Everyone seems to agree that Utah Lake is deserving of restoration. What not everyone seems to understand is that citizens, scientists and state and federal agencies long ago began the quest to restore the lake’s health.
Delta restorations for Hobble Creek and Provo River are improving habitat and access, citizen-led projects like Walkara Way are restoring shoreline wetlands, cities are improving wastewater and stormwater treatment, and farmers in our watershed have restored water flow to the lake’s tributaries.
These efforts are producing fabulous results. The June sucker has been downlisted from endangered to threatened, algal blooms are declining and close to 75% of the carp has been removed.
Sadly, these successes don’t make for good headlines, and the myth of the irreparable lake continues unabated. The myth has persuaded many of our elected officials that only a proposal to create and pave islands in the middle of the lake will save it. This is the mindset of the surgeon who never met a problem that surgery couldn’t solve. It’s time for a second opinion. It is our collective responsibility to ask what the body of the lake is telling us it really needs.
In the pages of the Deseret News, Jon Benson of Lake Restoration Solutions recently defended their $3 million lawsuit against Dr. Ben Abbott by insisting, apparently without irony, that he warmly welcomes feedback because “critique often leads to improved plans.”
Is this true of critiques that suggest this simply isn’t the right course? What about examples from other lakes and failed island projects that caused economic and environmental devastation?
What about criticisms that the lake’s natural shallowness and evaporation are central to its resilience and our local climate? Or that dredging on such an unprecedented scale is not an effective method of lake restoration? Or that calling something a “restoration” that permanently and artificially creates islands and housing for hundreds of thousands of people in the middle of a lake sounds, let’s just say it, Orwellian?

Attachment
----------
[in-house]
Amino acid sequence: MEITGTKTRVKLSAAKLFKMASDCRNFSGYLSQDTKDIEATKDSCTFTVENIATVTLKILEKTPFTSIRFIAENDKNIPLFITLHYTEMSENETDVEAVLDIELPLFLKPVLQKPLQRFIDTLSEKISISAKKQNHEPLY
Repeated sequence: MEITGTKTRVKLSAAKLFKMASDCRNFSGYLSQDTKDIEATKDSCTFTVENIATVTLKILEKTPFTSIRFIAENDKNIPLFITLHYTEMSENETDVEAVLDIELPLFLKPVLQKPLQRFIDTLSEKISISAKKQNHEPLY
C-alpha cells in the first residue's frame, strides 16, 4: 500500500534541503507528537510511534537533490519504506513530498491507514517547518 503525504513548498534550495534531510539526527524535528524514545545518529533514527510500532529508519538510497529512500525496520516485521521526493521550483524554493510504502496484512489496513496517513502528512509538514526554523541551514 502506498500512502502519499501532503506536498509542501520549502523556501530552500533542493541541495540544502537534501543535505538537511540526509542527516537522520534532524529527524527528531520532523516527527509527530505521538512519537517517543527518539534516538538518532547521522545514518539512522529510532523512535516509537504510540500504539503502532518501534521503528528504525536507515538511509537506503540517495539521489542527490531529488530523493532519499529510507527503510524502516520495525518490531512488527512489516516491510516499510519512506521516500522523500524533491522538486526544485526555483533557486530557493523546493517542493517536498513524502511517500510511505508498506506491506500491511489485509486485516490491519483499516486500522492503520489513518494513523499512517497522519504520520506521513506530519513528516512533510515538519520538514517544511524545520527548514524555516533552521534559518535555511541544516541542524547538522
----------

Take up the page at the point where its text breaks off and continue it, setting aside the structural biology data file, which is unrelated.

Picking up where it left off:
The public is still waiting for the developers and their supporters to satisfactorily address these and related concerns. I have news for Mr. Benson. Dr. Abbott doesn’t speak for himself but for the lake and the hundreds of scientists and thousands of citizens who truly understand its worth and value its progress toward restoration. This valley and its lake are our home and we will not be intimidated.
The Provo City Council and Mayor Kaufusi recently issued a joint resolution asking the Utah Legislature to respect the lake’s progress and to allow it to continue, guided by the highest scientific standards and by prudent risk management. As a member of that council, it is my hope that other elected officials will step up and show leadership where it is desperately needed.
Perhaps this island proposal gained traction in the past because of the myths about the irreparable lake. We now know better thanks to the work of dedicated local researchers, managers and volunteers. Now is the time for leaders to stand up against the radical surgery proposed by those who stand to profit most from the lake’s alteration. Who will come forward to allow the lake to stay the course of recovering its ecological health?
Utah Lake is precious to our entire water system, and it is an aesthetic and historical gem for the valley and the region. It needs true restoration, not a radical and irreversible transformation. Responsible stewardship makes it clear: islands in the lake should be dead in the water.
George Handley is the author of “Home Waters: A Year of Recompenses on the Provo River” and a member of the Provo City Council, representing District 2.